The Miami Marlins have a lot of prospects seemingly on the way to help out the parent club.
Here comes the cavalry, as they used to say. The 30 most widely heralded prospects of course make the MLB Pipeline website’s list for each team. The Miami Marlins farm system is considerably deeper even than that.
Josh Simpson is a 6’2″, 190 lb. left-handed reliever from Stafford, Connecticut. He’ll be celebrating his 22nd birthday in three days, and this past June was chosen by the Miami Marlins in the 32nd round of the annual MLB Amateur Entry Draft. Taken 951st overall, there is precedent for players chosen at the position in getting to the big leagues. Simpson would join major league alum Kevin Thompson (1999, Yankees), German Duran (2003, Reds), and Tom Lundstedt (1967, Dodgers) in turning the trick – but that’s still a ways off.
Simpson has had a solid start to his professional baseball career since making the jump from Columbia University. In three seasons, Simpson had compiled a 10-10 record and a. 4.20 ERA over 160 2/3 innings pitched, mostly as a starter. He walked 53 while striking out 127 with a 1.382 WHIP.
Simpson’s performance has thus far outpaced his modest collegiate pitching output. After one perfect inning with the GCL Marlins, in which he struck out one batter, the Miami Marlins sent him up a level to the New York-Penn League’s Batavia Muckdogs, the Marlins short-season-A affiliate.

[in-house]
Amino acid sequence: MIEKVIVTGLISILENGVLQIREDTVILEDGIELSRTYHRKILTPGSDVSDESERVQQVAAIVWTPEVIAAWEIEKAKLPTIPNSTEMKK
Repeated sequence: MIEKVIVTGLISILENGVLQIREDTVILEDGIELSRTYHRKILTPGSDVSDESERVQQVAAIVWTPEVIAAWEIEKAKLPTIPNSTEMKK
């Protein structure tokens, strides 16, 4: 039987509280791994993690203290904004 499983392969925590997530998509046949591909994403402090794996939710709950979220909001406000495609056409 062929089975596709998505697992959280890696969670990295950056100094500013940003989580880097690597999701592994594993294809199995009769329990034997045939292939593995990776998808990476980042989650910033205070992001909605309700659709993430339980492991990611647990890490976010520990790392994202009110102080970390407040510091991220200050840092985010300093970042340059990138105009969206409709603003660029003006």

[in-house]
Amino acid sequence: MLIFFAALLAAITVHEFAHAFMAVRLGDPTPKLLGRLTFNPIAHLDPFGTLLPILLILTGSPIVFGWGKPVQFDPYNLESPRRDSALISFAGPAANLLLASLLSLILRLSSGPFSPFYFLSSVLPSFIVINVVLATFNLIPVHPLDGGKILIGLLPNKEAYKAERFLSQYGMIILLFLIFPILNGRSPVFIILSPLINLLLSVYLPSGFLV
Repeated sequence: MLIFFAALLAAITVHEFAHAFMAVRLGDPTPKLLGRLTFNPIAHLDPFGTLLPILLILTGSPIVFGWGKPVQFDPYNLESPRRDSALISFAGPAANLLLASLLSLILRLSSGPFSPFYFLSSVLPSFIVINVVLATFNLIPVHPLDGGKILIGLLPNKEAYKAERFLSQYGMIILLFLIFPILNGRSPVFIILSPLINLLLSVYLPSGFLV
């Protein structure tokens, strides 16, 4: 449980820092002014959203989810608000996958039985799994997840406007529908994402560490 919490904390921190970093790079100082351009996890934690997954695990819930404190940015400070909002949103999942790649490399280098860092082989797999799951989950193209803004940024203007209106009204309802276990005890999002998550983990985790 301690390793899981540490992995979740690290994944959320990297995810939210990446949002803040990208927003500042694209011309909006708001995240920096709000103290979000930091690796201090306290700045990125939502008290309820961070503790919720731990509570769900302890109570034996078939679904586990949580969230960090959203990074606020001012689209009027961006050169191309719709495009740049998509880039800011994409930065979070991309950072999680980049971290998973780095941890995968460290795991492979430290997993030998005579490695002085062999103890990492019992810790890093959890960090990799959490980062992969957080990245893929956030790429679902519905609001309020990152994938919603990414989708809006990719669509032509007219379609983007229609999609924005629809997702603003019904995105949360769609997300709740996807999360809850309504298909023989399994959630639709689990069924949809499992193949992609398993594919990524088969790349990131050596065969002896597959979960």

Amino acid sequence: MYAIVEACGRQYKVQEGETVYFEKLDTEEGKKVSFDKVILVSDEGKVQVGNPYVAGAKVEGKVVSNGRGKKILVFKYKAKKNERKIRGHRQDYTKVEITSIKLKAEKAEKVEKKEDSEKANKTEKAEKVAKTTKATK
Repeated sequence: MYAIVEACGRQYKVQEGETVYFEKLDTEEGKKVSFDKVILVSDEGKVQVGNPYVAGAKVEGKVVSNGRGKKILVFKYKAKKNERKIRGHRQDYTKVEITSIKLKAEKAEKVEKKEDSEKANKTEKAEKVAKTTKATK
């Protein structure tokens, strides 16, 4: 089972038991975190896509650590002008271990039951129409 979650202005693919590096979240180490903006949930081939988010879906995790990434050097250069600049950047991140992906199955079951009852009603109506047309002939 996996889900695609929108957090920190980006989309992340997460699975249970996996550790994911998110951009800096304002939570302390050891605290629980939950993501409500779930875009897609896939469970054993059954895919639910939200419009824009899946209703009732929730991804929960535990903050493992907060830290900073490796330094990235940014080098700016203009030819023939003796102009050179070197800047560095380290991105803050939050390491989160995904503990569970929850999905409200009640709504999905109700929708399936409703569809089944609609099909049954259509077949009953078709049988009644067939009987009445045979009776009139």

Over 16 1/3 innings in Batavia, Simpson has struck out 21 and walked only two, holding opponents to 10 hits and just one run. His resultant 0.55 ERA and 0.735 WHIP are surely unsustainable. However, those figures demand attention. In yesterday’s 10-4 Muckdogs loss to the West Virginia Black Bears, Simpson struck out four in two innings of work, while allowing a baserunner only on a Dalvy Rosario defensive error.
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Simpson’s performance yesterday is hardly an outlier so far. In five of his 12 appearances with Batavia, he has allowed no hits or walks in at least an inning of work. In fact, aside from one bad game, Simpson has given up six hits in 14 1/3 innings while striking out 19 batters. He’s also near-equally deadly on right and left-handers. Right-handed batters are hitting .163, while southpaws are hitting at a .143 clip. From both sides of the plate, Simpson is whiffing right around a third of opposing hitters. For his efforts, he was recently named to the NYPL’s All Star team.
If Simpson’s current performance holds up, it’s going to be a cinch for the Miami Marlins to expedite his promotions. Look for him to challenge for a bullpen spot in the big leagues sometime in 2022.
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